The True Mystery
People say sometimes that Beauty is superficial. That may be so. But at least it is not so superficial as Thought is. To me, Beauty is the wonder of wonders. It is only shallow people who do not judge by appearances. The true mystery of the world is the visible, not the invisible.
Terry Teachout writes in Commentary: “Not long ago I was introduced to an audience as an “intellectual.” This was a well-meaning choice of word, and a flattering one, but it was slightly off. An intellectual is a person who is mainly interested in ideas. I am an aesthete—a person who is mainly interested in beauty. Nowadays the word aesthete carries with it the musty reek of high Victoriana. Still, there remains no better word to describe the way certain people—people like me—view the world.
It’s not that aesthetes are hostile to ideas. But it’s part of aesthetic wisdom that there is great danger in allowing ideas alone to take the reins and ride mankind, since too often they end up riding individual men and women into mass graves. Far too many intellectuals have been what Jacob Burckhardt called “terrible simplifiers,” the power-hungry idea-mongers whose utopian visions have inspired the world’s most murderous tyrants. That is reason enough to decline to be counted among their number.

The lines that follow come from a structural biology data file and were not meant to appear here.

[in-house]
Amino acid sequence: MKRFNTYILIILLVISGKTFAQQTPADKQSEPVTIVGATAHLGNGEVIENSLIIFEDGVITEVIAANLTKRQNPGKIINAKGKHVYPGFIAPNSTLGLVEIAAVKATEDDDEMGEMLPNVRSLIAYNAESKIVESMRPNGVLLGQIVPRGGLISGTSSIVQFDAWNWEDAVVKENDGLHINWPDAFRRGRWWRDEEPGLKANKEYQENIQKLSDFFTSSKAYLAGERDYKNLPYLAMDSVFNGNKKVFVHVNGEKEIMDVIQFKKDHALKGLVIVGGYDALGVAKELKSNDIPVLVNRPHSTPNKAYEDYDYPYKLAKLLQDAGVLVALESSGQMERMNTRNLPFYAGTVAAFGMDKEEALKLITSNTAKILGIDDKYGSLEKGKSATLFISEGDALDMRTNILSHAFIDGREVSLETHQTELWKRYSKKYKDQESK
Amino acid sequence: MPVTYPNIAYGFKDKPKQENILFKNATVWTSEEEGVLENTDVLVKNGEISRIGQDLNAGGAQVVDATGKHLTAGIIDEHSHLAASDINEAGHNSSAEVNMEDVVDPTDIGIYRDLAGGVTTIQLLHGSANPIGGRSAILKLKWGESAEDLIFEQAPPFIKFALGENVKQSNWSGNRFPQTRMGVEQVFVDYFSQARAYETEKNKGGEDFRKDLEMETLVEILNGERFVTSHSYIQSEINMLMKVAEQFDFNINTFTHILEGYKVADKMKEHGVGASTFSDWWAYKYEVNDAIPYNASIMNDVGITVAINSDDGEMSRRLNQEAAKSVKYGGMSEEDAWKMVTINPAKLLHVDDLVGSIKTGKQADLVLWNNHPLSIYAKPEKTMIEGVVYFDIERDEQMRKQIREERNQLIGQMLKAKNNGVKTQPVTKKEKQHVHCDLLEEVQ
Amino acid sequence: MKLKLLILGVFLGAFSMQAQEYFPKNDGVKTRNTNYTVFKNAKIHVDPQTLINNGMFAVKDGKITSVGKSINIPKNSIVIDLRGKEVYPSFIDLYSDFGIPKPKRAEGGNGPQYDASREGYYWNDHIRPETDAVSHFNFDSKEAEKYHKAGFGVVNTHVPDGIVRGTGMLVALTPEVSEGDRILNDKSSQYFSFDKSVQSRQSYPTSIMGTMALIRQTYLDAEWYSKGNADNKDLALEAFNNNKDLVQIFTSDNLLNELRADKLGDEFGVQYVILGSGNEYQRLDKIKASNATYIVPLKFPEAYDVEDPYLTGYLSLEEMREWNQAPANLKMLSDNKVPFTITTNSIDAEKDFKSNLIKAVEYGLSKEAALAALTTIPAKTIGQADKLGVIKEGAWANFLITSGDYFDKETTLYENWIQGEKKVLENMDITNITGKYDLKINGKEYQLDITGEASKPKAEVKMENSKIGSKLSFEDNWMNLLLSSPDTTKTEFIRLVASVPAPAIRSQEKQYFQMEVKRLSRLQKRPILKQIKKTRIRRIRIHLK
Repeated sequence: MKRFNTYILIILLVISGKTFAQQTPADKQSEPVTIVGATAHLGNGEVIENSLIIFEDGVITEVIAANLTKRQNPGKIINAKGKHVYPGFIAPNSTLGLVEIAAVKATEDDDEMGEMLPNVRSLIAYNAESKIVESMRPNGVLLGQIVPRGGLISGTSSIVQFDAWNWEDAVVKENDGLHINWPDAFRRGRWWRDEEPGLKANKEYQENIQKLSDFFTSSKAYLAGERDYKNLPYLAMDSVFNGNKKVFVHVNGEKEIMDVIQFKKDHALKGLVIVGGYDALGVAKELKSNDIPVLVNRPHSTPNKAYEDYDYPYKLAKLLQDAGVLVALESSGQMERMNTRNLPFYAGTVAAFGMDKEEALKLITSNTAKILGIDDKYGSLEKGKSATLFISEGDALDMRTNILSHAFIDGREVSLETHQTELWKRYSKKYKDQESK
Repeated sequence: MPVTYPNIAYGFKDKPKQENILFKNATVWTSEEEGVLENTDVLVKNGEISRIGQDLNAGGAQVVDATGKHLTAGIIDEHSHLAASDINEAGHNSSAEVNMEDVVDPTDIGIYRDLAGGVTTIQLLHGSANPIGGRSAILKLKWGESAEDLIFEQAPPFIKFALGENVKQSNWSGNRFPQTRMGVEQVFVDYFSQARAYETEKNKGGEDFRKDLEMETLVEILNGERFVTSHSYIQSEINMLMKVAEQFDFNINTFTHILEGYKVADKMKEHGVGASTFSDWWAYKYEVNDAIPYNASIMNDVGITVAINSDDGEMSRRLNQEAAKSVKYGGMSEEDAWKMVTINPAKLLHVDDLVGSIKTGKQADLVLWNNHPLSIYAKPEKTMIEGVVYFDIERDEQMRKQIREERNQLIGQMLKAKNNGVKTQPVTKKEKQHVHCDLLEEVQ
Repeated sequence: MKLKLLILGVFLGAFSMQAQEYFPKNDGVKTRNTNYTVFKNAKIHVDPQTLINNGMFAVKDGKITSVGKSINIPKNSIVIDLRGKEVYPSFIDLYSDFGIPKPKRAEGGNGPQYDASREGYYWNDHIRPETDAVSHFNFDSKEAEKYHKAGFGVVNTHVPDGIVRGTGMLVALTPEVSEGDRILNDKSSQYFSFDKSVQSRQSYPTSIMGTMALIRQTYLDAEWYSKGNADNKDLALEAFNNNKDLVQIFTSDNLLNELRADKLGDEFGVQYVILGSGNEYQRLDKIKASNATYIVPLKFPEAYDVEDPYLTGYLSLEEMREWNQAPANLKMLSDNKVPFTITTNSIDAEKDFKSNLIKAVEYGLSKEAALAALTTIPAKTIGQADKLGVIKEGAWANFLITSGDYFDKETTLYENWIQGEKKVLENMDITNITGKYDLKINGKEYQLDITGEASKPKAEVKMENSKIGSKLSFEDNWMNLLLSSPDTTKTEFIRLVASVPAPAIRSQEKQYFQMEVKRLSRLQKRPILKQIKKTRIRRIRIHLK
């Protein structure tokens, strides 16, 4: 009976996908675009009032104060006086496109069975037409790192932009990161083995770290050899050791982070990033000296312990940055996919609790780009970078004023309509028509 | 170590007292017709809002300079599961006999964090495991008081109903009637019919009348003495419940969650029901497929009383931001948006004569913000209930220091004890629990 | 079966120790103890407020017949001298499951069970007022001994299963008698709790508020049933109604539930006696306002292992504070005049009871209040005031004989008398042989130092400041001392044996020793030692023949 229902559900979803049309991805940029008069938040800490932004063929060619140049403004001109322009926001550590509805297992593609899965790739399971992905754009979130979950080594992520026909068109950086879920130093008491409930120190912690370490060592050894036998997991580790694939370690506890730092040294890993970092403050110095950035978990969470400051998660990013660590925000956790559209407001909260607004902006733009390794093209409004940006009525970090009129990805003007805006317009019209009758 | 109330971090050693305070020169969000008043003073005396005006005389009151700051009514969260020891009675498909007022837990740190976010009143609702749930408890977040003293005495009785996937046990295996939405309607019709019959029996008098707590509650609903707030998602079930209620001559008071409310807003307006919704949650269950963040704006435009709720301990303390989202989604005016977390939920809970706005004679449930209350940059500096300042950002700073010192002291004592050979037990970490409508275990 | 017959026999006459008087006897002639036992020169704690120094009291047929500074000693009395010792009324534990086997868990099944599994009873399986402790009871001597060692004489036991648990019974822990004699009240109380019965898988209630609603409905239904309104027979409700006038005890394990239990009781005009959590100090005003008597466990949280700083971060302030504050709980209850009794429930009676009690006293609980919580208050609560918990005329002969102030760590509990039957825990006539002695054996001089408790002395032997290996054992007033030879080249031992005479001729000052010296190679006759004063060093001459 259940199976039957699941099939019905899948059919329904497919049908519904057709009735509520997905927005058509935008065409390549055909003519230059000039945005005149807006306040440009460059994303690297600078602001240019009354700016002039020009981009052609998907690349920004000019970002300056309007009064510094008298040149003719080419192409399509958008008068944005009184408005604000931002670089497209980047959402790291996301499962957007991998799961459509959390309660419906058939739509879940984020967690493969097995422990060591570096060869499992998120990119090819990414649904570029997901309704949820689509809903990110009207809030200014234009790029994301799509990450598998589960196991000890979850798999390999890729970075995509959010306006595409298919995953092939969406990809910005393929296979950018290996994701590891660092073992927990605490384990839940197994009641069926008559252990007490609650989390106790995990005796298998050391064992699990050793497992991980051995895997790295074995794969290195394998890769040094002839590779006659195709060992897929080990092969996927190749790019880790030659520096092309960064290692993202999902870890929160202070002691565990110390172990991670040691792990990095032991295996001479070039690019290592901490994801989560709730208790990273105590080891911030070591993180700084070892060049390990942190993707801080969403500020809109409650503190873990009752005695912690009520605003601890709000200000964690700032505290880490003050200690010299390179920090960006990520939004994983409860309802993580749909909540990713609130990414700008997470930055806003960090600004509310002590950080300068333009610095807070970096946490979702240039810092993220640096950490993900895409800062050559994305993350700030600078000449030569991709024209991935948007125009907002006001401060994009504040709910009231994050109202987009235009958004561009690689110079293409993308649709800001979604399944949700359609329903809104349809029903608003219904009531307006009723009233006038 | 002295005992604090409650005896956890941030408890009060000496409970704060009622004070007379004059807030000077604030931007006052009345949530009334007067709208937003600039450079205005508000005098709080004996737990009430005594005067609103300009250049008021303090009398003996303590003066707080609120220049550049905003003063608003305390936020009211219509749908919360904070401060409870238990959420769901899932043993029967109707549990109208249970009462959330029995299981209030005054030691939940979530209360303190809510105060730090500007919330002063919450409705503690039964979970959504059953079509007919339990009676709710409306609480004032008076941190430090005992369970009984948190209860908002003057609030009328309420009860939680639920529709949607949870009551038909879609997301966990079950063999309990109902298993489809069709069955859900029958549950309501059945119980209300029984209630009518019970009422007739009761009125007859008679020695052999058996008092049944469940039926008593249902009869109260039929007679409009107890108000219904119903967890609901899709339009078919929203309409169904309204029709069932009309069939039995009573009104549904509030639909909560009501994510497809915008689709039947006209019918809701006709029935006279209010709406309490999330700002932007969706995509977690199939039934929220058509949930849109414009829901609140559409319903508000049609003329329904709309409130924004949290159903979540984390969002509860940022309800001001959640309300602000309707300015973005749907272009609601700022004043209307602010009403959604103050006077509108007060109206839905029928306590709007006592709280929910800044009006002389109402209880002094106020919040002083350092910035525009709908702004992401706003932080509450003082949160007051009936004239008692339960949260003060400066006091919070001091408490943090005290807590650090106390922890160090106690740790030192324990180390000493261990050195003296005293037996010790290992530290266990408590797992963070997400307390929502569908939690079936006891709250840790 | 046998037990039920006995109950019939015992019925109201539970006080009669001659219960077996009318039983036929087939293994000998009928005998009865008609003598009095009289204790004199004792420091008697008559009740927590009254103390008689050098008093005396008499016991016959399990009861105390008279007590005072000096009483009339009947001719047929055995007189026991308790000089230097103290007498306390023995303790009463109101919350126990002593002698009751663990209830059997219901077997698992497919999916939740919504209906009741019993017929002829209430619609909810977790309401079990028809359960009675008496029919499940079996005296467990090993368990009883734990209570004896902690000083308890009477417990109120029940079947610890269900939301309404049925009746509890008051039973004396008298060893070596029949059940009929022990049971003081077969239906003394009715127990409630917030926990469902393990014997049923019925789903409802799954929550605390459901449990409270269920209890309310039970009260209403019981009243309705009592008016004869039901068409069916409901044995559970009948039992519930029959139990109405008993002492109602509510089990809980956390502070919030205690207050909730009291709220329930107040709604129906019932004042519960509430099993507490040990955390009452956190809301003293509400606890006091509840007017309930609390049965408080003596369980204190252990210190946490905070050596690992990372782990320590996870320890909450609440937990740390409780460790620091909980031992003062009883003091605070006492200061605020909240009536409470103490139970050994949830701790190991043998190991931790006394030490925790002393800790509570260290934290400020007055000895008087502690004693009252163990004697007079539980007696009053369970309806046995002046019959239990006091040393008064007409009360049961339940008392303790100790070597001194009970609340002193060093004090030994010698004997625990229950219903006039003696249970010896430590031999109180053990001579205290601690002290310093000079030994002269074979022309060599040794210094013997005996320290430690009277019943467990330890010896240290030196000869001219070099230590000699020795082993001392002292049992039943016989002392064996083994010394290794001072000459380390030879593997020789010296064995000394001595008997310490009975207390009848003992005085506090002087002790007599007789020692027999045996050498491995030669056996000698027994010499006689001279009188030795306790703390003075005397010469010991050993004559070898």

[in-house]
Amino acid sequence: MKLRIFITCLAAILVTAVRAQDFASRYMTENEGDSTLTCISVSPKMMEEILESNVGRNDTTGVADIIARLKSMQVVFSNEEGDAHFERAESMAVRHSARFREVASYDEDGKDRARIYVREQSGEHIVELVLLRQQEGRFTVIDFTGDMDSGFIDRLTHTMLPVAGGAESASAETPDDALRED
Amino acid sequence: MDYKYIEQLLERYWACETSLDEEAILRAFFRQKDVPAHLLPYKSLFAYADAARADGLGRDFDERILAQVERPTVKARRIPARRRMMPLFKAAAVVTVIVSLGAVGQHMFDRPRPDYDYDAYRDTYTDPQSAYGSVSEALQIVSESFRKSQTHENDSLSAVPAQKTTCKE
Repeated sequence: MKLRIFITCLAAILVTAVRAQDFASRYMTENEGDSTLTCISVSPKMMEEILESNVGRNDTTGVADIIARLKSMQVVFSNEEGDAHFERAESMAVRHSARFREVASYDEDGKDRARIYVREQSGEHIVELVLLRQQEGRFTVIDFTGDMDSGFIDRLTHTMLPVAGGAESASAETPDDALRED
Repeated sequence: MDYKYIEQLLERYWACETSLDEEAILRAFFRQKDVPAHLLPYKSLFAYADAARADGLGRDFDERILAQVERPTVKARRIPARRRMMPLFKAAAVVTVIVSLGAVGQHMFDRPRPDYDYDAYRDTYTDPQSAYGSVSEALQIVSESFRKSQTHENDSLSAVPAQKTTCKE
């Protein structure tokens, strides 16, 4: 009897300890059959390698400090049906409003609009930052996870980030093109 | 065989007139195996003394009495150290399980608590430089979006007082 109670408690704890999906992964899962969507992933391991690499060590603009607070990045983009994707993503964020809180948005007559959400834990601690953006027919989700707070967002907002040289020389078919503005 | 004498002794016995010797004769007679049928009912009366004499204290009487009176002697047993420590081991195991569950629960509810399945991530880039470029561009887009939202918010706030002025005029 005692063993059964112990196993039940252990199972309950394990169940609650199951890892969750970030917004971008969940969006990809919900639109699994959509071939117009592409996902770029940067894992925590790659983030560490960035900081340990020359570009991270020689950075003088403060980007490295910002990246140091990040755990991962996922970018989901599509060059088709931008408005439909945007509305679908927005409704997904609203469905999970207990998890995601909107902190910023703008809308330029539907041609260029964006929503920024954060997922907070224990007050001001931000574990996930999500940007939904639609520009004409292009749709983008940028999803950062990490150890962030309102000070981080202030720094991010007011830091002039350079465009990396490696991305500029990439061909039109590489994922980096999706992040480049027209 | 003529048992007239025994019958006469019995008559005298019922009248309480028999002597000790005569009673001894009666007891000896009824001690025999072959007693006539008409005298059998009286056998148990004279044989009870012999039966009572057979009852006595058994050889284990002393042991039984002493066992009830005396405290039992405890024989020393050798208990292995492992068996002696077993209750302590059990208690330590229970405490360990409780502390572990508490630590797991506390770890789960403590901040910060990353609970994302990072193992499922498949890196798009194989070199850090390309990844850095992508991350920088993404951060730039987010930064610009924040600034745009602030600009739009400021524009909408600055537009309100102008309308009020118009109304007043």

And yet it is also true that many aesthetes are too impatient or uninterested to learn the details of how things actually work and end up taking a comically simple-minded view of the way they should work. If there were an Artists’ Party, its platform would look much like the one summed up in James Gould Cozzens’s novel The Just and the Unjust: “Any kid can work out a program of more ice cream and less school and free movies and him telling other people what to do instead of people always telling him.”
Still, as I say, aesthetes have it over intellectuals in one important respect: You’ll rarely catch them hustling anyone off to the nearest guillotine.
For all their frequent foolishness, their hands are stained with ink and paint, not blood.Needless to say, aesthetes have their own enemies, as does art itself. H.L. Mencken once defined Puritanism as “the haunting fear that someone, somewhere, may be happy.” While Puritanism was and is more complicated than that, Mencken was on to something. If, for instance, you take a look at the long list of items that were banned by the Taliban Ministry for the Promotion of Virtue and Prevention of Vice, you’ll find “any equipment that produces the joy of music.” Rarely have the enemies of art unfolded themselves more fully.”
Read the rest here.